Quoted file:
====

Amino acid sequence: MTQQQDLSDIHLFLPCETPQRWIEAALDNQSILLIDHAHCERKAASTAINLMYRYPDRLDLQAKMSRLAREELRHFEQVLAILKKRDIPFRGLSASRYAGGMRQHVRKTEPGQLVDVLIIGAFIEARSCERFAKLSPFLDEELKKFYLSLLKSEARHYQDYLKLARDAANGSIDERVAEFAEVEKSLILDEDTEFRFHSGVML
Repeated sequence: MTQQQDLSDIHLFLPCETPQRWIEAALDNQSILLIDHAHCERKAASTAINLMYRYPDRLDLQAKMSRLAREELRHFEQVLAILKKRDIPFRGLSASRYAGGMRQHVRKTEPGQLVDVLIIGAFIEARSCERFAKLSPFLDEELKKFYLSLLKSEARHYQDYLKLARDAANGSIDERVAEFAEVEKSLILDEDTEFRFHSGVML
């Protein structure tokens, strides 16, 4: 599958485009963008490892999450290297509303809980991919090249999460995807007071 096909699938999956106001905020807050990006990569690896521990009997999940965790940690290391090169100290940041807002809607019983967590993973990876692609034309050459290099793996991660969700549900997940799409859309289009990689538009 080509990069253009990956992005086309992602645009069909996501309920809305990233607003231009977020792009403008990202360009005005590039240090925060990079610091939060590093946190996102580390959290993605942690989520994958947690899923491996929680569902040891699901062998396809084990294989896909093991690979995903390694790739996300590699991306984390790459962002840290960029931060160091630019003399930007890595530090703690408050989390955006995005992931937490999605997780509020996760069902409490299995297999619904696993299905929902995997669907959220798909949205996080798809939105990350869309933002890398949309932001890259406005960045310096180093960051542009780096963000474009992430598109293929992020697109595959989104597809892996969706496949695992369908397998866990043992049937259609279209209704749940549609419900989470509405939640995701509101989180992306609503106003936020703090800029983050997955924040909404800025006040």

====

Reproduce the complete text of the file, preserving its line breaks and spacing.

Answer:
Amino acid sequence: MTQQQDLSDIHLFLPCETPQRWIEAALDNQSILLIDHAHCERKAASTAINLMYRYPDRLDLQAKMSRLAREELRHFEQVLAILKKRDIPFRGLSASRYAGGMRQHVRKTEPGQLVDVLIIGAFIEARSCERFAKLSPFLDEELKKFYLSLLKSEARHYQDYLKLARDAANGSIDERVAEFAEVEKSLILDEDTEFRFHSGVML
Repeated sequence: MTQQQDLSDIHLFLPCETPQRWIEAALDNQSILLIDHAHCERKAASTAINLMYRYPDRLDLQAKMSRLAREELRHFEQVLAILKKRDIPFRGLSASRYAGGMRQHVRKTEPGQLVDVLIIGAFIEARSCERFAKLSPFLDEELKKFYLSLLKSEARHYQDYLKLARDAANGSIDERVAEFAEVEKSLILDEDTEFRFHSGVML
């Protein structure tokens, strides 16, 4: 599958485009963008490892999450290297509303809980991919090249999460995807007071 096909699938999956106001905020807050990006990569690896521990009997999940965790940690290391090169100290940041807002809607019983967590993973990876692609034309050459290099793996991660969700549900997940799409859309289009990689538009 080509990069253009990956992005086309992602645009069909996501309920809305990233607003231009977020792009403008990202360009005005590039240090925060990079610091939060590093946190996102580390959290993605942690989520994958947690899923491996929680569902040891699901062998396809084990294989896909093991690979995903390694790739996300590699991306984390790459962002840290960029931060160091630019003399930007890595530090703690408050989390955006995005992931937490999605997780509020996760069902409490299995297999619904696993299905929902995997669907959220798909949205996080798809939105990350869309933002890398949309932001890259406005960045310096180093960051542009780096963000474009992430598109293929992020697109595959989104597809892996969706496949695992369908397998866990043992049937259609279209209704749940549609419900989470509405939640995701509101989180992306609503106003936020703090800029983050997955924040909404800025006040």